From Jim Gilliam's blog archives
The growing Catholic/Evangelical alliance
April 9, 2005 3:36 PM
Stephen points to some great readings from Christianity Today on the growing Catholic/Evangelical alliance.
My rather simplistic take is that evangelicals have gotten wrapped up in politics because of an impassioned belief against abortion, and have been hoodwinked into supporting immoral Republican policies. It cannot be overstated how central abortion is to evangelicals. This is the only issue. Republicans are trying to extend this passion toward gay marriage, and have been successful to some extent, but it's still abortion that is holding the evangelical/Republican alliance together, and by extension the evangelical/Catholic alliance.
We'll see how my perspective on this changes as I get deeper into the Church 2.0 project.
The growing Catholic/Evangelical alliance
Next Entry: Common ground (04.12.2005)
Previous Entry: What if your landlord was a church? (04.06.2005)
Read the 22 comments.
Great thoughts. I often look at some of the "Evangelical" leaders and wonder if we are reading the same book and following the same guy.
Sun Apr 10 2005 6:39 AM
Yes, an excellent summary. But while I agree that abortion is a prominent issue for evangelicals, I wonder if it's the #1 driving issue. For many, the ultimate issue seems to be, "Rapture during our natural lifetimes."
Of course, Catholics think the rapture is utter nonsense, so perhaps abortion is the greatest common factor.
Sun Apr 10 2005 4:33 PM
Let me rephrase. Catholics and evangelicals have "severe differences" re. rapture.
Sun Apr 10 2005 4:47 PM
This is troubling, because abortion rights is also a defining issue for Democrats. I don't see how there can be any compromise on either side. (I don't want the Democrats to compromise on this.)
Mon Apr 11 2005 2:36 PM
I hate to turn this into a big abortion debate thread, because the particular religious partnership issue that Jim presents is quite interesting, but I feel compelled to say this in response to Paul (and a "big abortion debate thread" is probably inevitable anyway): There IS a compromise position on this issue, and that's what I find so frustrating.
The position that everyone SHOULD be able to agree on is doing whatever we can to prevent unwanted pregnancies, thus reducing the number of abortions. Unfortunately, most pro-lifers are basically just anti-sex, so they refuse to compromise by allowing common sense sex education and adequate funding for preventative healthcare. If the pro-life crowd truly cared about stopping abortion, they would take practical and productive steps to prevent unwanted pregnancies. That they are not doing so reveals a deeper agenda.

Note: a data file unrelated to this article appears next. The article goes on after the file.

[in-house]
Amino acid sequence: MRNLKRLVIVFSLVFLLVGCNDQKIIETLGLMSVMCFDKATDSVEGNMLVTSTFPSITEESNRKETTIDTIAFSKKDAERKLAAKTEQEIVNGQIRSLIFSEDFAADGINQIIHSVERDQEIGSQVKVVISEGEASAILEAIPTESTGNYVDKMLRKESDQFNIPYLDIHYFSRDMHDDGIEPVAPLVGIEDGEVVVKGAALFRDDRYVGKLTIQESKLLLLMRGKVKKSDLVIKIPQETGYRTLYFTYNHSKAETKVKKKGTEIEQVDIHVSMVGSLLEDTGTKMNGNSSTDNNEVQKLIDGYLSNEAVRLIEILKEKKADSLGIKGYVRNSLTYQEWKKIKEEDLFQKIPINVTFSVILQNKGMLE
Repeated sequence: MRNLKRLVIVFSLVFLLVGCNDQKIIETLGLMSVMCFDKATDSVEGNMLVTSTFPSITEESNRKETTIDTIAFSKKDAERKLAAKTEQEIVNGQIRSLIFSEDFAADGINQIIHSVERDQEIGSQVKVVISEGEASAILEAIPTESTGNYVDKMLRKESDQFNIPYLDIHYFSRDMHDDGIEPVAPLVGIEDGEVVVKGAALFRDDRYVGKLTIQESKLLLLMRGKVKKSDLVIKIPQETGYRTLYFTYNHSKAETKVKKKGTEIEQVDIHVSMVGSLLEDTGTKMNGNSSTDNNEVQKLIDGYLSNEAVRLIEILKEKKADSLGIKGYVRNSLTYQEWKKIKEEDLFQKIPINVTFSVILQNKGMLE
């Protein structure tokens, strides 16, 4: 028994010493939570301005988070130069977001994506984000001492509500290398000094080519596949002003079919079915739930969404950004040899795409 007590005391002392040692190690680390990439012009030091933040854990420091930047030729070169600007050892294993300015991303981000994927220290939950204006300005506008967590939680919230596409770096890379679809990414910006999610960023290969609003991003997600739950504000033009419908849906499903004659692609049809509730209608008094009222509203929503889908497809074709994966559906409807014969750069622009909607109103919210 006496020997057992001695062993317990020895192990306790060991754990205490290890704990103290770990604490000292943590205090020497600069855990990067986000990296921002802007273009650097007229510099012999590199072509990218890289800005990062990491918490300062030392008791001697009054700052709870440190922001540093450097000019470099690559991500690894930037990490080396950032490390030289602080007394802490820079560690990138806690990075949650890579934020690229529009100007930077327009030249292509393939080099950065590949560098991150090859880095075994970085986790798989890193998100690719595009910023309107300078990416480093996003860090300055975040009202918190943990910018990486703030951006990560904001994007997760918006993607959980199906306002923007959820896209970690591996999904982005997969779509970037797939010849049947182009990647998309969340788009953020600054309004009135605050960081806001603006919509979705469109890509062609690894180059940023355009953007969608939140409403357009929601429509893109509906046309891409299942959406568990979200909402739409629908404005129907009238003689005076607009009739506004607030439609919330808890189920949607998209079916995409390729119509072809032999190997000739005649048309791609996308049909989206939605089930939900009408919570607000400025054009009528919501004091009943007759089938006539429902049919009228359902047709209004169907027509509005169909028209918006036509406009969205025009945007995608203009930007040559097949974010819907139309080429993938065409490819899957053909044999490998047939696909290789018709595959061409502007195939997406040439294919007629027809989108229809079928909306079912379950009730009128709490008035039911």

Mon Apr 11 2005 4:11 PM
Interesting, Red. Thanks.
I would love to see Democrats effectively link prevention of unwanted pregnancies to reduction of abortions.
Right-wingers believe in sex only after marriage, which is why they won't stand for sex education or distribution of condoms. They think that any exchange of information about sex encourages promiscuity (sex outside of marriage).
I think there is also an element of embarrassment which conservatives have about sex. They seem to think that it is dirty or naughty vs. natural and healthy.
It's a very emotional issue for these people. How do you get a person to think practically about something like sex education, when they think it's all about encouraging promiscuity? I've had this argument with a person who is religious and intelligent, and I can tell you that almost nothing would change his mind on this.
Mon Apr 11 2005 5:43 PM
Sex education has been taught for years in public schools. Got any evidence to show that teen & single pregnancies are LOWER because of it?
Mon Apr 11 2005 6:33 PM
Hammer the point that outlawing abortion does not equal reducing abortion:
"Abortion rates are no lower overall in areas where abortion is generally restricted by law (and where many abortions are performed under unsafe conditions) than in areas where abortion is legally permitted."
Mon Apr 11 2005 8:00 PM
adding quotation marks does not make a quote.
Tue Apr 12 2005 9:07 AM
Tom from Madison:
European countries generally have lower abortion rates than the U.S. Germany and Holland have much lower rates. These countries have sex education. Apparently it's working. Rates of HIV are generally much lower as well.
The American Right Wing in particular doesn't seem to want to learn from the positive experience of our European [or Canadian] neighbors. They PREFER to conclude sex education can't work, probably because it conflicts with their flat-earth world view.
Despite Rush Limbaugh's claimes, both left and right want fewer abortions. The disagreement has been over how to get there. IMHO, far too much time and energy has been spent on fighting legal battles, not enough on practical matters. Politicians who were REALLY uniters would find a way to get both sides to encourage prevention of unwanted pregnancies.
Over the years, both sides have developed fanatical bases who remain in a permanent state of agitation over abortion. Lately the right has been making progress by using churches as political action committees--hence, their unwillingness to compromise. Unfortunately they're willing to give up having an independent judiciary in order to accomplish their end.
If the right wants to be credible, they are going have to give up their war on judges. Even Republican-appointed judges will not support the radical right on this issue. After the Schiavo fiasco, it is not believable that the President and Republicans in congress are really against activist judges. They just want activist judges who agree with THEM!
Tue Apr 12 2005 11:28 AM